The curtains of the García Lorca Hall of Gran Teatro de La Habana rise, and an experienced Alicia Alonso, ballerina of worldwide renown, irrupts on the stage embodying a seductive and sensual gypsy.
Carmen personifies the breaking of canons at a time that was dominated by men loaded with prejudices against women who tried to make their way in life.
The gypsy with multiple problems at the cigar factory where she works is put in prison by order of Captain Ziñiga because she despised his love. But conscious of men’s weaknesses and of the potentialities of her body, Carmen seduces Sergeant José to help her escape, forgetting his duty and turning him into a smuggler and a thief. As if it were not enough, the gypsy falls in love with bullfighter Escamillo, triumphant at the most recent bullfight. When José realizes that he has been betrayed by Carmen, he stabs her to death.
With new and stylized ballet movements, Carmen allows the dancers’ to develop the technique granting it more naturalness but at the same time abiding by the aesthetic principles of classic dance.
But the uniqueness of the Cuban interpretation of this one-act and three-scene piece – particularly prima ballerina assoluta Alicia Alonso, whom I know only from video recordings of her spectacular performances – is the capacity to interpret and personify it with the contribution of the fusion between Cuba and Andalusia, with movements that characterize both the Cuban and the gypsy dancing styles.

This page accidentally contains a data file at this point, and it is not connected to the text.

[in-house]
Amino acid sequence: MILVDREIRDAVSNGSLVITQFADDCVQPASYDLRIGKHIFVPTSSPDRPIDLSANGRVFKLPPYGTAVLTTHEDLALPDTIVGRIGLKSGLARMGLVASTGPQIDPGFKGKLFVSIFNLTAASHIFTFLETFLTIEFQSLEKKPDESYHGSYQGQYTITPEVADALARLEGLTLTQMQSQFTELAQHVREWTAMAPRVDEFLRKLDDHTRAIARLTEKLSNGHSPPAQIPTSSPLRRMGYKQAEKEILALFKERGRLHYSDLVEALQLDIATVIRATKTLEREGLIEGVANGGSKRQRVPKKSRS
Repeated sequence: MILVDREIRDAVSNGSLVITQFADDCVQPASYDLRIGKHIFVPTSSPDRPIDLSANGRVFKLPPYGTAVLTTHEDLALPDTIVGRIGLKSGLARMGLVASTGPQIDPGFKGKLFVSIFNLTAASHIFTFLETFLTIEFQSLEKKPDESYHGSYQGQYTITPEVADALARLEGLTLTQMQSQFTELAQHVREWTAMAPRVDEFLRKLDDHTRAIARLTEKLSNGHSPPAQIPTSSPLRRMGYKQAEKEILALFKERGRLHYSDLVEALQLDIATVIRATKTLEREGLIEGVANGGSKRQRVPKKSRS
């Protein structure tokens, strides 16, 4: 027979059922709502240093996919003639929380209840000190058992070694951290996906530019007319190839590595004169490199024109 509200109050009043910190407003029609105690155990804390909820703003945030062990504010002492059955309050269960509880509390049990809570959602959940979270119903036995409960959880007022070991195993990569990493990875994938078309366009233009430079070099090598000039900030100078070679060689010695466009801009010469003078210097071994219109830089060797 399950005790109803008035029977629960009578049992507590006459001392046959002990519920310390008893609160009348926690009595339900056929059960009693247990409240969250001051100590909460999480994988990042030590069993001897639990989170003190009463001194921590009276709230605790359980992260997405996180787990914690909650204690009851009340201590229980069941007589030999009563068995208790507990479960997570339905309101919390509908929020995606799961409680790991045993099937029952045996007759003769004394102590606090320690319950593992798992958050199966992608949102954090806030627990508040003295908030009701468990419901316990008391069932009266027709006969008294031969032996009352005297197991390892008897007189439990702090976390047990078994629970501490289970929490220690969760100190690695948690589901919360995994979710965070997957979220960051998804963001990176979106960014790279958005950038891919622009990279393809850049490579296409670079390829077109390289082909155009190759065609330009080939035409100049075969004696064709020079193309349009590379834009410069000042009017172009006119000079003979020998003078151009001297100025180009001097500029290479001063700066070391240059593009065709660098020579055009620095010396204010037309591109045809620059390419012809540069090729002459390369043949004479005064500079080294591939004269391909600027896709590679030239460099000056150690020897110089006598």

Carmen was created by Roland Petit in 1949, becoming a scandal at the time due to the eroticist nature of the choreographies and the radical change of wardrobe that made it more daring.
Maestro Alberto Alonso created a new version in 1967 with other choreographic, aesthetic and dramatic elements, adding the music by Rodion Schedrin. This staging was premiered at the Bolshoi Theater in Russia, in April 1967, with Maya Plisetskaya in the main role. On August 1st of that same year, Alicia marked a milestone for that character with the premiere of the ballet in our country.
Carmen’s choreography has a high dramatic and technical content that requires great dancing skill and dedication in the interpretation. In our country it has been danced by other great figures of the dance: Loipa, Aurora, Josefina and Mirta (the four jewels), Bárbara, Anette and Viegsay, but there is no doubt that saying Carmen equals saying Alicia Alonso.
Forty-five years later, Carmen still lives in the memory of ballet fans as one of the ballets that resumes the greatness of the Cuban ballet school, of its creators: the Alonso trio (Alicia, Alberto and Fernando), and of the technical and interpretational potentiality of its members.